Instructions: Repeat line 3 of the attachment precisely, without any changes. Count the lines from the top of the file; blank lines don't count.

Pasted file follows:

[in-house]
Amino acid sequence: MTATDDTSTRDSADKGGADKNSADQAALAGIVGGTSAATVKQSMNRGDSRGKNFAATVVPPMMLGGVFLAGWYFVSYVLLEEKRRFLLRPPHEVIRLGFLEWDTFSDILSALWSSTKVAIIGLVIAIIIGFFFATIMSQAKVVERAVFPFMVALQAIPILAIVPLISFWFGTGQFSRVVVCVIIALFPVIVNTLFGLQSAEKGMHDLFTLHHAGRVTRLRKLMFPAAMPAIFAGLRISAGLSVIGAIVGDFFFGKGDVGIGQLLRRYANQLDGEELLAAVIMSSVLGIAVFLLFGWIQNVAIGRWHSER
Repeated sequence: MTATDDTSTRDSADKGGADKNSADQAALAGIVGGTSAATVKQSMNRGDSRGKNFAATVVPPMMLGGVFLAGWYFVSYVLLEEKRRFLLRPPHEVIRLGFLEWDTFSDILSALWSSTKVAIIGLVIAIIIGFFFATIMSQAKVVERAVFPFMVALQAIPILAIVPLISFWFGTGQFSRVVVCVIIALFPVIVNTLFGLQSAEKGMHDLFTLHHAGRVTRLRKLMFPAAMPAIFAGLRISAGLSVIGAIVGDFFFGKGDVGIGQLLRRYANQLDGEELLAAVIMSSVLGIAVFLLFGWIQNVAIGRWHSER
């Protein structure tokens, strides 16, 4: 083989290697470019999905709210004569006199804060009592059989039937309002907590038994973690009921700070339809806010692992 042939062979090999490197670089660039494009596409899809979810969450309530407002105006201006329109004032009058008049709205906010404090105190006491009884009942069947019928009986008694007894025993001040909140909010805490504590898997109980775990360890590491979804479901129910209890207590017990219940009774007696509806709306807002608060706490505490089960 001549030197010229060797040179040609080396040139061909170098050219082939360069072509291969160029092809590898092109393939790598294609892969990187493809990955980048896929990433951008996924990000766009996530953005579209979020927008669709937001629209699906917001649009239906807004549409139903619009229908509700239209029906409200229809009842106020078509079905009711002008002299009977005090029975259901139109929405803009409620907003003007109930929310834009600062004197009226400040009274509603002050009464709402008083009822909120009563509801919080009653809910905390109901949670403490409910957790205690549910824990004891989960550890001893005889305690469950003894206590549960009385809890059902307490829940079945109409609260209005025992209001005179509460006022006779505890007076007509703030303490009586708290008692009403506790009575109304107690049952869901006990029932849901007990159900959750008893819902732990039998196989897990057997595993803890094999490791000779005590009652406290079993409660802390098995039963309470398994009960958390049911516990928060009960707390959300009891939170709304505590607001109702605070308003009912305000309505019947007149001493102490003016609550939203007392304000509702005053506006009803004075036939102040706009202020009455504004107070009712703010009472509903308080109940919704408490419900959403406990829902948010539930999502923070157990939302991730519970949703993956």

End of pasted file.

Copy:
Repeated sequence: MTATDDTSTRDSADKGGADKNSADQAALAGIVGGTSAATVKQSMNRGDSRGKNFAATVVPPMMLGGVFLAGWYFVSYVLLEEKRRFLLRPPHEVIRLGFLEWDTFSDILSALWSSTKVAIIGLVIAIIIGFFFATIMSQAKVVERAVFPFMVALQAIPILAIVPLISFWFGTGQFSRVVVCVIIALFPVIVNTLFGLQSAEKGMHDLFTLHHAGRVTRLRKLMFPAAMPAIFAGLRISAGLSVIGAIVGDFFFGKGDVGIGQLLRRYANQLDGEELLAAVIMSSVLGIAVFLLFGWIQNVAIGRWHSER